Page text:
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Oldest weather report in the world newly translated from Egypt

Limestone statue head of Ahmose I wearing the White Crown of Upper Egypt. Early 18th dynasty, circa 1150-1525 B. C.
Keith Schengili-Roberts This file is licensed under the Creative Commons Attribution-Share Alike 2.5 Generic license by the copyright holder.

Nadine Moeller and Robert Ritner from the Oriental Institute at the University of Chicago presented a new translation of the inscription on the Tempest Stela that represents the words of the Egyptian pharaoh Ahmose at the University of Chicago News website on April, 1, 2013 that may be the oldest weather report ever known and changes ancient history.

The researchers believe that the description on the calcite pillar is indicative of the after effects of the explosion of the island of Santorini that were experienced in Egypt 3,514 years ago.

The researchers opted for a literal interpretation of the inscription on the Tempest Stela as opposed to the traditional metaphoric interpretation that implies an invasion of the Hyksos (Canaanite) people.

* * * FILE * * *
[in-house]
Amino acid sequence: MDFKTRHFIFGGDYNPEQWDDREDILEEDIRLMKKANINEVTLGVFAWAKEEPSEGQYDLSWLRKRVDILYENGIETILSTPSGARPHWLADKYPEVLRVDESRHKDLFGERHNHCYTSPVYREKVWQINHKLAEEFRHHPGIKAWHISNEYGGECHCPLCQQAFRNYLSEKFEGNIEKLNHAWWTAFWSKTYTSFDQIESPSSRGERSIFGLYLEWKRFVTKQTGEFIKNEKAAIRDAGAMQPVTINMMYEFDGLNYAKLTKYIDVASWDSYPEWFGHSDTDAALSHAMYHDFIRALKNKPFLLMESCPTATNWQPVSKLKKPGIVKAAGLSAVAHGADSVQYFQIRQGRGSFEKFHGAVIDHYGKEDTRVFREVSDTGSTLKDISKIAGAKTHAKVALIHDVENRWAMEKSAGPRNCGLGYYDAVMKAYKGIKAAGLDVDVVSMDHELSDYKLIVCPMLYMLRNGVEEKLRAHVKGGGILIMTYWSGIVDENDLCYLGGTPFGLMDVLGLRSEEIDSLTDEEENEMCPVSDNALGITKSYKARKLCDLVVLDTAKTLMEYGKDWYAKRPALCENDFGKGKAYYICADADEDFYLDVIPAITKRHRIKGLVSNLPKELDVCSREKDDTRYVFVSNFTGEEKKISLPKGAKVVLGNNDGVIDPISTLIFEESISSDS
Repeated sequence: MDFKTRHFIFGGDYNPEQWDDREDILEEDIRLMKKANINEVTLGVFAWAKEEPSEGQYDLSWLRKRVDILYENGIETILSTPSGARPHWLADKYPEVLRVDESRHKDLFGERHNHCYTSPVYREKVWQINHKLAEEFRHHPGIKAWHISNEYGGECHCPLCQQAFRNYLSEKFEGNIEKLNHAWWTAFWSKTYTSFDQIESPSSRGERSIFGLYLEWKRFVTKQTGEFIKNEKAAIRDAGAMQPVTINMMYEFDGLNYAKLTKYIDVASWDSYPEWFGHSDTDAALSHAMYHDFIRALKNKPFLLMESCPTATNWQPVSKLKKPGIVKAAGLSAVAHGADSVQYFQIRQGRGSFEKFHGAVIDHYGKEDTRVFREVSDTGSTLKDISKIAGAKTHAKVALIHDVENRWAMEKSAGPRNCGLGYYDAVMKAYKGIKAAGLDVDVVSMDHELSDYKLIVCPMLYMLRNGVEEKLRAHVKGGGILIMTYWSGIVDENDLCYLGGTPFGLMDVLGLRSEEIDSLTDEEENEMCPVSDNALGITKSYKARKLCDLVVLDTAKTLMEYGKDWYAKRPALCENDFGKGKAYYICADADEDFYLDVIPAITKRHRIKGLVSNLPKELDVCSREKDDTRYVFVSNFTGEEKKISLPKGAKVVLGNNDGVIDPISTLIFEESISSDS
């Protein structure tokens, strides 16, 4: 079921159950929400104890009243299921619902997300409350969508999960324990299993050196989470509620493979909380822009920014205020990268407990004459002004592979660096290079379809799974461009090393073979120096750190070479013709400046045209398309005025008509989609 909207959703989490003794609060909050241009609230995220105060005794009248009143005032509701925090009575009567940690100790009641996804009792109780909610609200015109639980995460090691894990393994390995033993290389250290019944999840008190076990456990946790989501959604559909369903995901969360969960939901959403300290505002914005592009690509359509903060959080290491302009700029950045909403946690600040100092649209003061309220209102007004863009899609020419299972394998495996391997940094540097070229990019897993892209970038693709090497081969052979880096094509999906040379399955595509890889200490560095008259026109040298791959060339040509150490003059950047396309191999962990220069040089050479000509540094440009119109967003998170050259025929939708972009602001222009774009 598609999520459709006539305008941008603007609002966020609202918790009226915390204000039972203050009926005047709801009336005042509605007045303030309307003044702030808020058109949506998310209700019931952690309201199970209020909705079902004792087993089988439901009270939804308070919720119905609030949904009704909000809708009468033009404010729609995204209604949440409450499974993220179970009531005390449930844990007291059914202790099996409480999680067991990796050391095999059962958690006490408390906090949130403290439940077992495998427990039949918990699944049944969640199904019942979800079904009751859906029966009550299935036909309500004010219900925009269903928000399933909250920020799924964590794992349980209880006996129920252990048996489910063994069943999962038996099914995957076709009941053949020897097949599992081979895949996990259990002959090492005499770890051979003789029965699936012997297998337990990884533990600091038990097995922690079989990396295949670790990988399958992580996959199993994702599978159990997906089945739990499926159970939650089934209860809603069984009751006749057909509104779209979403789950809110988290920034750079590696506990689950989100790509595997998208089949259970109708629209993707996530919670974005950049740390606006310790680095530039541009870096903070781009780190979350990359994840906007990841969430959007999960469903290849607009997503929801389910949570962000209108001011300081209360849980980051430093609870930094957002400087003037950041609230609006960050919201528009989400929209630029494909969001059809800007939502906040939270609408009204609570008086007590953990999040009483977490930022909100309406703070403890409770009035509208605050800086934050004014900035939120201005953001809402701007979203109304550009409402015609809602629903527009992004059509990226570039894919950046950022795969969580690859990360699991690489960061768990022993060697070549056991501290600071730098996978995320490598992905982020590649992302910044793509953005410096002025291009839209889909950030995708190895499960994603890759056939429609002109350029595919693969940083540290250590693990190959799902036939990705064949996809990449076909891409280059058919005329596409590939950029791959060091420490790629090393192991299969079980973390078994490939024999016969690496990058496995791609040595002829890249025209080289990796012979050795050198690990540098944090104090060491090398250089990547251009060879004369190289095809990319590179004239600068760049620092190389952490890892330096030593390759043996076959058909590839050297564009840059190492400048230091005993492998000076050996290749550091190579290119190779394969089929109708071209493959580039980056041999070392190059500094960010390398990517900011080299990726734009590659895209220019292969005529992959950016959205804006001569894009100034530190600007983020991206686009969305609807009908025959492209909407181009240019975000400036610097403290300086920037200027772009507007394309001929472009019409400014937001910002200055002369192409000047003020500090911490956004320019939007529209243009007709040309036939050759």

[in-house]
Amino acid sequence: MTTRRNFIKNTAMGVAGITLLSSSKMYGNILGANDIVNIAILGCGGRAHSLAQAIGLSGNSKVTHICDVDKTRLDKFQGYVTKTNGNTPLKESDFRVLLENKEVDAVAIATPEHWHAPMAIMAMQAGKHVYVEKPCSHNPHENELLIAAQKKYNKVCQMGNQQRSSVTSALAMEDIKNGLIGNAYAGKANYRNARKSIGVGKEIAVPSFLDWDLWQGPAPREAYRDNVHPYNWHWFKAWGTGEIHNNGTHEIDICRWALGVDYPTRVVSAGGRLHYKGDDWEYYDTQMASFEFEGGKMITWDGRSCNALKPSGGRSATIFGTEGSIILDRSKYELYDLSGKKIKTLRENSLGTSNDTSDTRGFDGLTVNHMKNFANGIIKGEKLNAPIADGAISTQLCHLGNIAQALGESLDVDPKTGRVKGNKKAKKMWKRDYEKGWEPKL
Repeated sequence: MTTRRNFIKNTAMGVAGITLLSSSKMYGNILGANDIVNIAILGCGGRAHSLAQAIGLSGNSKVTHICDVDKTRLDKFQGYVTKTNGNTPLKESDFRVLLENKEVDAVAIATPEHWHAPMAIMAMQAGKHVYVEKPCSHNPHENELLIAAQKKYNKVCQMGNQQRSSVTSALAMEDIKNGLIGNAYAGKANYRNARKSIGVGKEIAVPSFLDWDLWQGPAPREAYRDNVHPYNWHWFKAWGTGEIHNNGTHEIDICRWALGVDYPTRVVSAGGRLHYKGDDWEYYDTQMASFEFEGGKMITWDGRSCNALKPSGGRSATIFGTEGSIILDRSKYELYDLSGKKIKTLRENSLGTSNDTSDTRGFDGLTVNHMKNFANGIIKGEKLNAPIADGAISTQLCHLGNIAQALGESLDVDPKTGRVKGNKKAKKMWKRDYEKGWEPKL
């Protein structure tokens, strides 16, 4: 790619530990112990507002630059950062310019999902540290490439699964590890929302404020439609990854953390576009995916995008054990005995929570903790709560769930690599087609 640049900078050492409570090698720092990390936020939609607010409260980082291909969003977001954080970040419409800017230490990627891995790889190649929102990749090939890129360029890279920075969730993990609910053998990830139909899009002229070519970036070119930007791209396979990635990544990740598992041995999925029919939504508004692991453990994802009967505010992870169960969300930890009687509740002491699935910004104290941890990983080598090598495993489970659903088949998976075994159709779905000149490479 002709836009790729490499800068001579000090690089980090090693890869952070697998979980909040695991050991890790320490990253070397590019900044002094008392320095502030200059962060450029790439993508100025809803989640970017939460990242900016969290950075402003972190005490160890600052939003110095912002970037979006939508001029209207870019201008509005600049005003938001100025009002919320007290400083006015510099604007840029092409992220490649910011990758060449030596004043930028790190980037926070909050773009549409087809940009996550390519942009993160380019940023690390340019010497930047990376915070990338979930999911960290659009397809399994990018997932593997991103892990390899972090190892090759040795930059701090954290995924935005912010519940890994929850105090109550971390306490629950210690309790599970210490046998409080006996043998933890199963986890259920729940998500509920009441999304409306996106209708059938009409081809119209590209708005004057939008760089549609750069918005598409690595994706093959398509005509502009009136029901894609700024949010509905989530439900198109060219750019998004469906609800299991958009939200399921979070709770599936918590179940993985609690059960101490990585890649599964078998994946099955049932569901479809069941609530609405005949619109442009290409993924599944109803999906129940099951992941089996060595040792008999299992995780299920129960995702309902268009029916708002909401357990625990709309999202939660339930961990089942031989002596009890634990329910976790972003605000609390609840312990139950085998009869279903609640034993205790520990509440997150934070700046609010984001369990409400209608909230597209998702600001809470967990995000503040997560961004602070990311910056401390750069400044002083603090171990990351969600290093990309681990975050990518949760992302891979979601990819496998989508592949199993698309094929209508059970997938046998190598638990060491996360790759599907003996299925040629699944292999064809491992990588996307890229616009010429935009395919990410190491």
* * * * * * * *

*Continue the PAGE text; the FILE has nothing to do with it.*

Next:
The research pushes the time of the rule of Ahmose forward by 30 to 50 years. The interpretation is supported by geological evidence from Santorini and the Rhind Mathematical Papyrus from the reign of Ahmose that describes the same weather events.

The inscription on the Tempest Stela in all probability reports the effects of tidal waves on the Egyptian coast and the Nile Delta that resulted from the volcanic explosion of Santorini. The new study also realigns ancient history including the fall of the Hyksos rule in Egypt, the rise of the Hittites in the Middle East, and the fall of the Babylonian empire.

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